Open space committee decides on first parcel |

Open space committee decides on first parcel

Amanda Hammon

After three years of planning, Carson City is close to securing its first piece of open space.

Carson’s Open Space Advisory Committee recommended Monday accepting a 77-acre parcel for the bargain price of $1. The hill, which lies between Silver Oak and Lakeview subdivisions, may be donated instead, depending on which provides a better tax incentive to property owner Paul Casey.

Either way, open space committee members aren’t complaining about the price of their first purchase.

“I’m really pleased with it,” committee member Bruce Scott said. “It allows us to acquire a significant parcel that meets high priority criteria at a reasonable rate.”

Park Planner Vern Krahn said the acquisition was important in many ways.

“By acquiring this property, we have another part of the V&T path secured,” Krahn said. “People may use it all the time, but it’s not really public access. It’s private property, and they’re trespassing. If open space acquires this property, the public can cross it.”

Krahn said the hill was identified on the open space master plan as a priority area and is also a good deal for the committee because it has no impact on the committee’s limited funding.

The open space committee has mulled the potential property acquisition for about two months. The parcel is part of an 80-acre parcel on which about 500 feet of the right of way for the V&T Railroad lies.

Glen Martel, project engineer from local engineering firm Lumos and Associates, said of the 80 acres of property, most of which lies on a rock-strewn hillside, about three acres are developable. The property value is estimated around $400,000, Martel said.

Martel, Casey and the city have been working for more than a year to to develop the three acres west of Eagle Valley Ranch Road and yet save most of the hillside for open space.

Martel, supported by city staff, proposed a planned unit development which allows a developer to take a piece of the parcel, develop it more densely than usual, and leave the rest of the property as open space.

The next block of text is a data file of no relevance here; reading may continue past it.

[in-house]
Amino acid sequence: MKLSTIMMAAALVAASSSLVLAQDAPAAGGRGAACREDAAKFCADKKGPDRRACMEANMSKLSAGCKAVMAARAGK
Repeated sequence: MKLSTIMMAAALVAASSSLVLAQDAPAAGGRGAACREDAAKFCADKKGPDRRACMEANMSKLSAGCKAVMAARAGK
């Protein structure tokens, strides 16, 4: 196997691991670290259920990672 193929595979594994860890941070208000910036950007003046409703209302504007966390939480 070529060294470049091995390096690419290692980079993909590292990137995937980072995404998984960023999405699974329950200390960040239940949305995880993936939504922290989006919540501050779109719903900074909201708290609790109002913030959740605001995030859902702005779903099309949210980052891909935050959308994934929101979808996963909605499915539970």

The hill is zoned to allow one house per 10 acres, and that density would be transferred to the three acres.

Martel said the plan is to build about 10 townhouse-styled homes in the three developable acres.

In exchange for clustering the development, during the planning commission process the developer designates the other 77 acres for open space use.

Martel said it would be a few months before he had detailed plans for the three acres ready to take to the planning commission.

“I think it’s a good thing and a good deal for Carson City,” Martel said. “It shows a good cooperation between developers and the open space committee.”

Scott said he too was pleased that the committee was able to work with a developer, something he hopes will be a continuing open space theme.

“We can’t buy everything, but when you have an owner or developer working with you, you can get a benefit for the city and the developer. That shows the practical side of what open space is all about,” Scott said. “In my opinion, the land wouldn’t have been worth $400,000, but it was worth working with developer to get 95 percent of the land for open space.”

The committee also reviewed another parcel for consideration that is key for the city’s trail plan. The parcel is on the west side of Mexican Ditch between Hells Bells Road and Carson Creek.

It would help link the Linear Park trail to the Mexican Ditch trail. Property owner William Moffat Jr. has granted easements to the city for its bike path through other parts of his property, but one of his parcels would be undevelopable with an easement on it.

The committee asked city staff to have the property appraised.